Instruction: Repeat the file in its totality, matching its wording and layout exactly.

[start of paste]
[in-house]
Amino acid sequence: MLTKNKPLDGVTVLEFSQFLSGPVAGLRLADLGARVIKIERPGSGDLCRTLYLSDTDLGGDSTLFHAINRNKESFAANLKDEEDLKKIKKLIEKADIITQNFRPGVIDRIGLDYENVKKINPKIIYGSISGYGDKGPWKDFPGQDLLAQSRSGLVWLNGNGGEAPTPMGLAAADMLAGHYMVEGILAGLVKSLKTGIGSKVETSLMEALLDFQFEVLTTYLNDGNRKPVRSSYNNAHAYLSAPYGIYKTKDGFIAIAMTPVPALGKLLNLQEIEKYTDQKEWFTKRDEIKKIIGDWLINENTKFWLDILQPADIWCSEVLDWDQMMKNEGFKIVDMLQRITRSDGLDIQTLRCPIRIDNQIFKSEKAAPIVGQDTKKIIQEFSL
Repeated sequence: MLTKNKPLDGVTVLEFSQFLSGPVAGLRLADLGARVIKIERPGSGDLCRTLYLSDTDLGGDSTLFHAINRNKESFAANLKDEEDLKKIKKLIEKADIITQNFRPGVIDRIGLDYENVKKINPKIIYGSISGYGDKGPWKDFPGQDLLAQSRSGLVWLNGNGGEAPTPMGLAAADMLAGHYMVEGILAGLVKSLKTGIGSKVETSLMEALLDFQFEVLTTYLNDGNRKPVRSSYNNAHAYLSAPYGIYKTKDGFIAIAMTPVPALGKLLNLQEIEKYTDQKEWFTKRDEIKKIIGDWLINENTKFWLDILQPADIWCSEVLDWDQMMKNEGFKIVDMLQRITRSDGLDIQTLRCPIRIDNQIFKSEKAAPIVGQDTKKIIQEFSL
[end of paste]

[in-house]
Amino acid sequence: MLTKNKPLDGVTVLEFSQFLSGPVAGLRLADLGARVIKIERPGSGDLCRTLYLSDTDLGGDSTLFHAINRNKESFAANLKDEEDLKKIKKLIEKADIITQNFRPGVIDRIGLDYENVKKINPKIIYGSISGYGDKGPWKDFPGQDLLAQSRSGLVWLNGNGGEAPTPMGLAAADMLAGHYMVEGILAGLVKSLKTGIGSKVETSLMEALLDFQFEVLTTYLNDGNRKPVRSSYNNAHAYLSAPYGIYKTKDGFIAIAMTPVPALGKLLNLQEIEKYTDQKEWFTKRDEIKKIIGDWLINENTKFWLDILQPADIWCSEVLDWDQMMKNEGFKIVDMLQRITRSDGLDIQTLRCPIRIDNQIFKSEKAAPIVGQDTKKIIQEFSL
Repeated sequence: MLTKNKPLDGVTVLEFSQFLSGPVAGLRLADLGARVIKIERPGSGDLCRTLYLSDTDLGGDSTLFHAINRNKESFAANLKDEEDLKKIKKLIEKADIITQNFRPGVIDRIGLDYENVKKINPKIIYGSISGYGDKGPWKDFPGQDLLAQSRSGLVWLNGNGGEAPTPMGLAAADMLAGHYMVEGILAGLVKSLKTGIGSKVETSLMEALLDFQFEVLTTYLNDGNRKPVRSSYNNAHAYLSAPYGIYKTKDGFIAIAMTPVPALGKLLNLQEIEKYTDQKEWFTKRDEIKKIIGDWLINENTKFWLDILQPADIWCSEVLDWDQMMKNEGFKIVDMLQRITRSDGLDIQTLRCPIRIDNQIFKSEKAAPIVGQDTKKIIQEFSL